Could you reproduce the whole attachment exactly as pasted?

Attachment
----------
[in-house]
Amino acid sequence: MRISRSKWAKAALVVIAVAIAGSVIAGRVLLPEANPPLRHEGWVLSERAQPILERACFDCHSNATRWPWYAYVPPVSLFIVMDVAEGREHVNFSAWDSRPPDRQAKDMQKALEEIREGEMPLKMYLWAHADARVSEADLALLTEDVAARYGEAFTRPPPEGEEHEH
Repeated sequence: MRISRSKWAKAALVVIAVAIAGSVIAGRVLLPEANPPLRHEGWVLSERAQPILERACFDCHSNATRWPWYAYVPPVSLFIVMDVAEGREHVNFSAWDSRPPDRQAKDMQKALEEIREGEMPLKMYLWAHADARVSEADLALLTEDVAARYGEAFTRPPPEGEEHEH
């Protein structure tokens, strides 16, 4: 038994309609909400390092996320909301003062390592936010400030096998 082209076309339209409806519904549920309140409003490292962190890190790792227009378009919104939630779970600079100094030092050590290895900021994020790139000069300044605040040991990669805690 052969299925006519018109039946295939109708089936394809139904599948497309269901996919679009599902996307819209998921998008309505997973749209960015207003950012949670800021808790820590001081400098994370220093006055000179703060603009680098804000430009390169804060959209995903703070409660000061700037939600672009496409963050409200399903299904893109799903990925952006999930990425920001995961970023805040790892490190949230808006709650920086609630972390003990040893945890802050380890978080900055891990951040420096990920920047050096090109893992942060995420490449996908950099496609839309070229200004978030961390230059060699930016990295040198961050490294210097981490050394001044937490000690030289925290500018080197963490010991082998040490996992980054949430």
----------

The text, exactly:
[in-house]
Amino acid sequence: MRISRSKWAKAALVVIAVAIAGSVIAGRVLLPEANPPLRHEGWVLSERAQPILERACFDCHSNATRWPWYAYVPPVSLFIVMDVAEGREHVNFSAWDSRPPDRQAKDMQKALEEIREGEMPLKMYLWAHADARVSEADLALLTEDVAARYGEAFTRPPPEGEEHEH
Repeated sequence: MRISRSKWAKAALVVIAVAIAGSVIAGRVLLPEANPPLRHEGWVLSERAQPILERACFDCHSNATRWPWYAYVPPVSLFIVMDVAEGREHVNFSAWDSRPPDRQAKDMQKALEEIREGEMPLKMYLWAHADARVSEADLALLTEDVAARYGEAFTRPPPEGEEHEH
């Protein structure tokens, strides 16, 4: 038994309609909400390092996320909301003062390592936010400030096998 082209076309339209409806519904549920309140409003490292962190890190790792227009378009919104939630779970600079100094030092050590290895900021994020790139000069300044605040040991990669805690 052969299925006519018109039946295939109708089936394809139904599948497309269901996919679009599902996307819209998921998008309505997973749209960015207003950012949670800021808790820590001081400098994370220093006055000179703060603009680098804000430009390169804060959209995903703070409660000061700037939600672009496409963050409200399903299904893109799903990925952006999930990425920001995961970023805040790892490190949230808006709650920086609630972390003990040893945890802050380890978080900055891990951040420096990920920047050096090109893992942060995420490449996908950099496609839309070229200004978030961390230059060699930016990295040198961050490294210097981490050394001044937490000690030289925290500018080197963490010991082998040490996992980054949430």